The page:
—  Paine (Ellsworth's Climax)  06:55, 9 June 2010 (UTC)
Yes, there's no need to talk about this further and I probably shouldn't have brought it up in the first place.Prezbo (talk) 07:00, 9 June 2010 (UTC)
There's a DMOZ link, and it seems to have plenty of conspiracy theories attached to it. WLU (t) (c) Wikipedia's rules:simple/complex 10:38, 9 June 2010 (UTC)
Isn't linking to a DMOZ entry a cop-out, if you know it has links to WP:ELNO unallowed EL's? I'm removing it and directing curiosity seekers to this talk section.Jeremystalked(law 296) 02:03, 27 November 2010 (UTC)

Yeah its Garbage not nessecary or proper to have in EXternal links, besides another rule WP:EL is that Youtube and Goggle video are automatic "No" unless the article is specifly on the external link (like a Viral Video article) Weaponbb7 (talk) 11:31, 9 June 2010 (UTC)

There are also conspiracy theories inside the srticle itself about cults using mind control. Evrythn1outof8infity (talk) 01:57, 13 July 2010 (UTC)

Citation for Maoist practice[edit]

Herewith a "needed citation" for the claim that 'methodologies of coercive persuasion used under the Maoist regime in China aimed to transform individuals with a "feudal" or capitalist mindset into "right-thinking" members of the new Chinese social system.[citation needed]':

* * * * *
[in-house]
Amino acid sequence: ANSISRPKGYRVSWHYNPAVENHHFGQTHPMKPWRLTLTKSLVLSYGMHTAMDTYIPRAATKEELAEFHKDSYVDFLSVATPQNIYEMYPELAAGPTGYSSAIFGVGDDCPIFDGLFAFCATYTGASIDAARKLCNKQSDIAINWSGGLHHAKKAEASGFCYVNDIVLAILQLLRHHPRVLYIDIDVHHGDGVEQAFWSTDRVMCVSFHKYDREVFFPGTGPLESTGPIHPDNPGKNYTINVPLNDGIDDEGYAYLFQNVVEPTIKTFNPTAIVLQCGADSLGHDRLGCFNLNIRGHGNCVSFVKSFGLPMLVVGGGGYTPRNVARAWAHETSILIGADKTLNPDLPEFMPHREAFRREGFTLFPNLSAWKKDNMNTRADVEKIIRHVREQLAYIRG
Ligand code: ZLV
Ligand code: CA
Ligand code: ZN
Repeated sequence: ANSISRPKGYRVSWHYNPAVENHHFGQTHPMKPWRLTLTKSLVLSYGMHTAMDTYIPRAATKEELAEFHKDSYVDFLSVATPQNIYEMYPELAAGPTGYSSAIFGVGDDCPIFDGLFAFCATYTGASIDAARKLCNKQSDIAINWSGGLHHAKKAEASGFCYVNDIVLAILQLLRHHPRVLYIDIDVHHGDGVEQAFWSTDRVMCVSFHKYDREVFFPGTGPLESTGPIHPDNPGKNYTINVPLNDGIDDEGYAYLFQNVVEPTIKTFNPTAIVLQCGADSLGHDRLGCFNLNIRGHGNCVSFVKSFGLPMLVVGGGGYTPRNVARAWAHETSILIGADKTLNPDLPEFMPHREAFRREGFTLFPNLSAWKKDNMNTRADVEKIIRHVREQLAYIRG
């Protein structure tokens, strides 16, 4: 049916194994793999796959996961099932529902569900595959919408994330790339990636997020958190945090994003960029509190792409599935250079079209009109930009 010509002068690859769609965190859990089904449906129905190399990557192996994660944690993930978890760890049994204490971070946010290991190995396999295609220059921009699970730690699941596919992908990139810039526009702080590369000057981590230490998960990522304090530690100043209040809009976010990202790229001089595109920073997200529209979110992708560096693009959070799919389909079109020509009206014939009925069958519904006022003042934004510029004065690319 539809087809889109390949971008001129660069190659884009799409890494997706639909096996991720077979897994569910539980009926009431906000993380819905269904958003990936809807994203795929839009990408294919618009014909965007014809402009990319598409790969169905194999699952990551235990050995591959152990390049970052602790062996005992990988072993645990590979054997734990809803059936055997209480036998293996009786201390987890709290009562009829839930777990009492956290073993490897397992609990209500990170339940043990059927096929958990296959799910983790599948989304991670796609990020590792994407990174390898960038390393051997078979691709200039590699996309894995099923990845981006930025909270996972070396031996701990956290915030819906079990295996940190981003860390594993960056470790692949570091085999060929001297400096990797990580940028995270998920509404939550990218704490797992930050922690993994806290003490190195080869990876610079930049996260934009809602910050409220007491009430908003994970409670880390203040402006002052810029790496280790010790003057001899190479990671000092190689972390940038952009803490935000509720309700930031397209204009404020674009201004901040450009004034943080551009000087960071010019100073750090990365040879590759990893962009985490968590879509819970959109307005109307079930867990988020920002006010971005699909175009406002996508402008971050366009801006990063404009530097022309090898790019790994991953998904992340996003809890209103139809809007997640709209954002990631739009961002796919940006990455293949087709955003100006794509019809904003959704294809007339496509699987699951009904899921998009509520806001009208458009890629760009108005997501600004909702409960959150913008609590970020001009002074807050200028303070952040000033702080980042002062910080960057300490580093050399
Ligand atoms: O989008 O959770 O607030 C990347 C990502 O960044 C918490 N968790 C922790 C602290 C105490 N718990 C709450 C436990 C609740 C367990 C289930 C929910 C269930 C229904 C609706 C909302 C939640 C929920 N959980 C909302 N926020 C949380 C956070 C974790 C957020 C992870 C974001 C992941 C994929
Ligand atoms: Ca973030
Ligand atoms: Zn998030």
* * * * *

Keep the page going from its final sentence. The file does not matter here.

Taylor, Kathleen (2006). Brainwashing: The Science of Thought Control. Oxford: Oxford University Press. p. 5 Extra |pages= or |at= (help). ISBN 9780199204786. Retrieved 2010-07-02. "Many followers of Chairman Mao viewed their techniques of 're-education' or 'thought reform' in a [...] positive light, their aim being to scrub out the poison of imperialist and reactionary thoughts." 

We can reword the text (and correct the grammar) accordingly. -- Pedant17 (talk) 02:11, 2 July 2010 (UTC)

Thanks; I've tweaked the grammar a bit and changed "feudal and capitalist" to "reactionary imperialist". Does the source also confirm that "xǐ năo" literally translates as "wash brain"? --McGeddon (talk) 12:44, 2 July 2010 (UTC)

why cant mind controle be used in a good way? what if there is a patient that is high on drugs that cant tell the difference between real and not real. why cant that person help the patient and the paramedics that would have to deal with them? —Preceding unsigned comment added by (talk) 04:47, 10 July 2010 (UTC)